8.  A second psychiatrist, Dr Hurlow, gave evidence by means of a report before
the court.  It was in identical terms.

9.  The terms of section 41(1) of the Mental Health Order 1983 are that the
restriction order may be made if "it appears to the court, having regard to the
nature of the offence, the antecedents of the offender and the risk of his
committing further offences if set at large, that it is necessary for the
protection of the public from serious harm so to do."  The main thrust of this
appeal is that the judge erred in concluding that it was.

10.  In his sentencing remarks the judge said that he was satisfied that that
test was made out.  The factors which led him to that conclusion were first the
previous non-compliance with medication and secondly the delusions that were not
just confined to the unfortunate victim of the index offence, but also in
relation to his own mother.  He summarised the answer that we have set out
above, that the carers did not yet feel that they had a full understanding of
the appellant and whether he harbours other delusions about other people and
other members of the family.  The judge was troubled by the fact that at that
time there was still no suitable regime of medication, that he had had a
chequered history with Risperidone and the stronger medication that he was
currently taking was not working.  Those were the risks he perceived.

11.  There is an application by Mr Gledhill under section 23 of the Criminal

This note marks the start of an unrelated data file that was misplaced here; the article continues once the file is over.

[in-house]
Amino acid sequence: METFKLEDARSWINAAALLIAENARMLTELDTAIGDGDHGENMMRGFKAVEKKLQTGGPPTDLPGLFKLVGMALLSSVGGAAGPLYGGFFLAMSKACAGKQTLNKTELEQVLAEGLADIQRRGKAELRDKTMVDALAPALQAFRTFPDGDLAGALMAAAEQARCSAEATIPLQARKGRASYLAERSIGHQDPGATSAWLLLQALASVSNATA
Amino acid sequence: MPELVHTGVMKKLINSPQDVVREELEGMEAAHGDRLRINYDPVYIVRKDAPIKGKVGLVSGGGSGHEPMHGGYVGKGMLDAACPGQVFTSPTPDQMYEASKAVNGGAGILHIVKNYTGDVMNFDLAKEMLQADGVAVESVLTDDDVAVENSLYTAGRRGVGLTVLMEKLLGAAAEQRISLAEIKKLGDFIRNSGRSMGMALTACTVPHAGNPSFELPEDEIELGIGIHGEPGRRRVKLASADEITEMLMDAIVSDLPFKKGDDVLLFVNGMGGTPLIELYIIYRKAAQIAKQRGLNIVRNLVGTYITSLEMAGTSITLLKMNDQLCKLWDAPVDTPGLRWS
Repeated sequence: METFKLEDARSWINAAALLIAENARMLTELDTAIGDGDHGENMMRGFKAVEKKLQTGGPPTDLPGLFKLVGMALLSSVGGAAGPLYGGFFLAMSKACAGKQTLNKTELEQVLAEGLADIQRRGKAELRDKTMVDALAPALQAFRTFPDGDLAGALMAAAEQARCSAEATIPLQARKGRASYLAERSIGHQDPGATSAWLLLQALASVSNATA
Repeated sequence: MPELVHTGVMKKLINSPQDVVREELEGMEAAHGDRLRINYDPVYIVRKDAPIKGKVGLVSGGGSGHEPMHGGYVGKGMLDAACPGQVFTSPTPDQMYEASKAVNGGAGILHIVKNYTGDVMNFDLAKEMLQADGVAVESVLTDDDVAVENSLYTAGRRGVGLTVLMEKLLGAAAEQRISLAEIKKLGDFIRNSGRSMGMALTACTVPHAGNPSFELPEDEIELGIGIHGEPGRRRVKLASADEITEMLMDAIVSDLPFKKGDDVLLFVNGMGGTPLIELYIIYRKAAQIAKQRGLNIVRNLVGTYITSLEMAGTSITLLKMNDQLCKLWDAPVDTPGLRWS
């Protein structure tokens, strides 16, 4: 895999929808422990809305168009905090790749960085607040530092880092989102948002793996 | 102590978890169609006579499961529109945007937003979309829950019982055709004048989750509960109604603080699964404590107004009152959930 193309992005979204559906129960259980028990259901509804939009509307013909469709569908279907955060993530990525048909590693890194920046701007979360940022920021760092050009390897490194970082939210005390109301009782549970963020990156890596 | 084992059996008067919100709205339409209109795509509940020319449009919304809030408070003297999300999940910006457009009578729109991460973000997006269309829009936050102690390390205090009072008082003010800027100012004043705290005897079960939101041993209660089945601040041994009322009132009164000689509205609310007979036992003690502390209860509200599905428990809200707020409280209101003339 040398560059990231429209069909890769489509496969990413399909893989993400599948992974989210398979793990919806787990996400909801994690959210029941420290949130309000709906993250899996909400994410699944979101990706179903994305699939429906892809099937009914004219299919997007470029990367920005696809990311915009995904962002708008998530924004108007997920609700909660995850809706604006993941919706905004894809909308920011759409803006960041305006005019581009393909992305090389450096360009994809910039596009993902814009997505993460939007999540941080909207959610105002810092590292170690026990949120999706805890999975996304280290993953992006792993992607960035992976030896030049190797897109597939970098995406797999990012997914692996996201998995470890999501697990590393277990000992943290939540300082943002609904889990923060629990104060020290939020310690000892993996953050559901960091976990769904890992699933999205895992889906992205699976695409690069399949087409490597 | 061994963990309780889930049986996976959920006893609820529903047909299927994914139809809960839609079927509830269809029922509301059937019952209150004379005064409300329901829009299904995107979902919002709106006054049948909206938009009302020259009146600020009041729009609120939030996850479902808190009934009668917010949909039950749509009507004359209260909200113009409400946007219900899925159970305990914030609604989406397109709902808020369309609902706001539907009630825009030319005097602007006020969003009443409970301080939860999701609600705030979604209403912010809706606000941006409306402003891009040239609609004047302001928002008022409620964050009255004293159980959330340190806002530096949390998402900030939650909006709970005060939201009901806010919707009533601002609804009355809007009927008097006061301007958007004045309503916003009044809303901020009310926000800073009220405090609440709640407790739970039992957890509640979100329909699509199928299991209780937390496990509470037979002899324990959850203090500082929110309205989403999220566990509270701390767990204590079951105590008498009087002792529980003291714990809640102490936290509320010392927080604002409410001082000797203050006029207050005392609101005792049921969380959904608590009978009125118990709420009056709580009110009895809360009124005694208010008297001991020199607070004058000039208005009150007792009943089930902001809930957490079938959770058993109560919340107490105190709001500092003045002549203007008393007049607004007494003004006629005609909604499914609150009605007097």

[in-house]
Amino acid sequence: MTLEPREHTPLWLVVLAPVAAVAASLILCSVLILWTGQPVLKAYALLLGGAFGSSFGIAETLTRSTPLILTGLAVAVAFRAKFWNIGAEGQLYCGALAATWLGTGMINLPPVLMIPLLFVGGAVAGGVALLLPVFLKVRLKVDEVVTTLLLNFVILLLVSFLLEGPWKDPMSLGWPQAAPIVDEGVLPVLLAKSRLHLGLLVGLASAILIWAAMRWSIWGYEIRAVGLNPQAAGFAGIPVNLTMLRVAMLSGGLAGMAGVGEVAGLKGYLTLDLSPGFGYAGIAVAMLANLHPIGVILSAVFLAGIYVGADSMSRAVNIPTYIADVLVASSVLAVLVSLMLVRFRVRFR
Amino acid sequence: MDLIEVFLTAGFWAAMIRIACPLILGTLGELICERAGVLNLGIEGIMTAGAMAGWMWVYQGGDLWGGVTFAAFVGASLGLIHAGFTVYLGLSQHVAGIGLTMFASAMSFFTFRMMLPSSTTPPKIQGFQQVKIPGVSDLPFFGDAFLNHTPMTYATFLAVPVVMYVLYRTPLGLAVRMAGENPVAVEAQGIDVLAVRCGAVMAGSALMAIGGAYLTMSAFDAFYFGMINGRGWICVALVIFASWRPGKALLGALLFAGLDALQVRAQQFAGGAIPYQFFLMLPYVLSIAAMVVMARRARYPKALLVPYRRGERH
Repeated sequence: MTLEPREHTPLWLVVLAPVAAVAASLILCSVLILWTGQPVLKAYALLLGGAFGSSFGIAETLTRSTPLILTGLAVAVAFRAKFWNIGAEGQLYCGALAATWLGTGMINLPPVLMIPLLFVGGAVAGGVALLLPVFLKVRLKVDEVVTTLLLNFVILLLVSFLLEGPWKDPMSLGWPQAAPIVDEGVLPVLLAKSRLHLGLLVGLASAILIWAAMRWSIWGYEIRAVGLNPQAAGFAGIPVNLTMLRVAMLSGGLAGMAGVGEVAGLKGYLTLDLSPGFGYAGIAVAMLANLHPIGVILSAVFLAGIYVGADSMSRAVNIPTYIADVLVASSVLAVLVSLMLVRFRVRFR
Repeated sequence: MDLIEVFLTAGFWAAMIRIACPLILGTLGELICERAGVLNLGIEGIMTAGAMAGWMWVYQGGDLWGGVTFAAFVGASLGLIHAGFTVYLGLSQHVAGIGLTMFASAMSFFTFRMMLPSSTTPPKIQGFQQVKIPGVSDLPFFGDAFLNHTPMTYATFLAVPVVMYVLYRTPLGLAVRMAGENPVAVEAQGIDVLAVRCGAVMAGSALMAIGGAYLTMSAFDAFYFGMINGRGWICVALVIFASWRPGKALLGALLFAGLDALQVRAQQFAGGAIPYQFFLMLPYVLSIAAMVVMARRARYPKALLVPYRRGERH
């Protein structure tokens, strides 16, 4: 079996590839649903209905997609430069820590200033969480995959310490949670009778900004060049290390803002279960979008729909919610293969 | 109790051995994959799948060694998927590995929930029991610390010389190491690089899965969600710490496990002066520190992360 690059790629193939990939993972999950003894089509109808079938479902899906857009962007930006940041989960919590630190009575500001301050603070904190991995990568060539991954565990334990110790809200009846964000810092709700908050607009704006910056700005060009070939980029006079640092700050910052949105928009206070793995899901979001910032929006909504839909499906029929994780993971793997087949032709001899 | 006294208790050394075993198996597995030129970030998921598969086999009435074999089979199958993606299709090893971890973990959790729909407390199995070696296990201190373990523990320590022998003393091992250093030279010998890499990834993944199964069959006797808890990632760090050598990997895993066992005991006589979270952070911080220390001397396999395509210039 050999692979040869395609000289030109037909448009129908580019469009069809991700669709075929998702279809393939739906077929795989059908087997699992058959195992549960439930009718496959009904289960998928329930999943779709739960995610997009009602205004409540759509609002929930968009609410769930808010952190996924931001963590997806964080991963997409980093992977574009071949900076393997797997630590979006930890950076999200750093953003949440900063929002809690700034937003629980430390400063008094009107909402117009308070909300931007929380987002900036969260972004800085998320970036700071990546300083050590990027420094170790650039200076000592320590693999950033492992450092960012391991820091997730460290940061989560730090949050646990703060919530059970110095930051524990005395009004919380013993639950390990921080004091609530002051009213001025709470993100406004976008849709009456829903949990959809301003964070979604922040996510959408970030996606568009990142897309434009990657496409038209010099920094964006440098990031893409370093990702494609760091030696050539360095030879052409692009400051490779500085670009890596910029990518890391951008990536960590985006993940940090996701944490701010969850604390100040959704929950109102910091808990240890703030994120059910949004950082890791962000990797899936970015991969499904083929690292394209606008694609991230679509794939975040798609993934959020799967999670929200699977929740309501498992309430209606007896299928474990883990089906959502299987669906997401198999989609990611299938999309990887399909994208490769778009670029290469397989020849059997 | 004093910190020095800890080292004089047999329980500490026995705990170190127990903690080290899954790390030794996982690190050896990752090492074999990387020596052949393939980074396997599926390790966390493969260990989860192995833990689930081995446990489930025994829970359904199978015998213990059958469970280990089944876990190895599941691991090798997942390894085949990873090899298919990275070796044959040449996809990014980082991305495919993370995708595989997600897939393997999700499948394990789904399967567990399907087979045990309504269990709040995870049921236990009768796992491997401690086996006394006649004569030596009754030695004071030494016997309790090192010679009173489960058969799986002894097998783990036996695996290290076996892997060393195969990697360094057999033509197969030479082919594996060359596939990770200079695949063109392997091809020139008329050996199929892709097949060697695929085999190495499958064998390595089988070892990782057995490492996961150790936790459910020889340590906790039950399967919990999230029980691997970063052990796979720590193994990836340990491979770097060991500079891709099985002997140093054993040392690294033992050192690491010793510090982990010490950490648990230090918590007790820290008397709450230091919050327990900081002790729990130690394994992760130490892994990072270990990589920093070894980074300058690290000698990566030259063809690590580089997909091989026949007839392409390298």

Appeal Act 1968 that we should consider a further updated report from Dr
McAnallen dated 3 October 2011 as to how the appellant has progressed since the
date of sentence.  We have read it de bene esse.  It indicates that he has made
very good progress and it paints an encouraging picture.  His drug regime has
now stabilised.  He was engaging well with treatment and co-operating with plans
for his future which have included escorted community leave and may extend in
future to unescorted community leave.  His active symptoms are said to be in
remission, although in the doctor's view there is still a remaining risk of
relapse.  He will need continued long-term treatment with medication, regular
reviews, and avoidance of stressors, alcohol and drugs.

12.  While in exceptional cases this court will consider good progress by an
appellant after the sentence date, we consider that in this case our task is to
decide whether, on the material before him on the date of sentence, the judge's
sentence was wrong in principle or manifestly excessive.  Where that sentence,
as here, includes a specific mechanism for his release from the restriction
order and the full rigour therefore of the hospital order, through the channel
of the Mental Health Review Tribunal, it is in our judgment inappropriate for
this court to take over the function of that body.  If, post-sentence, progress
warrants a relaxation or discharge, that is the right specialist body to
consider it.  As for the judge's judgment as at the date of sentence, we do not
consider that there was anything speculative about the material upon which it
was based.  We do not consider that he was obliged to delve into the background
as far as Mr Gledhill has asked us to do this morning.  We consider that the
judge had to look at what was before him, his knowledge of the appellant's
behaviour at the time of the attack and after it, and the account of the
progress of his illness, particularly that given by Dr McAnallen and his
evidence of the appellant's future risk.  Mr Gledhill is correct that the final
question is a legal question, not a medical one, but it would have been a bold
judge who would have gone against the unanimous opinion of the two doctors on
the particular facts of this case.  It is impossible to say that the judge
misapplied the test under the statute or reached a conclusion that was in any
way wrong or excessive.

13.  Accordingly, this appeal must be dismissed.

External link

Possible Bailii link (not there when checked last night, but might have appeared since)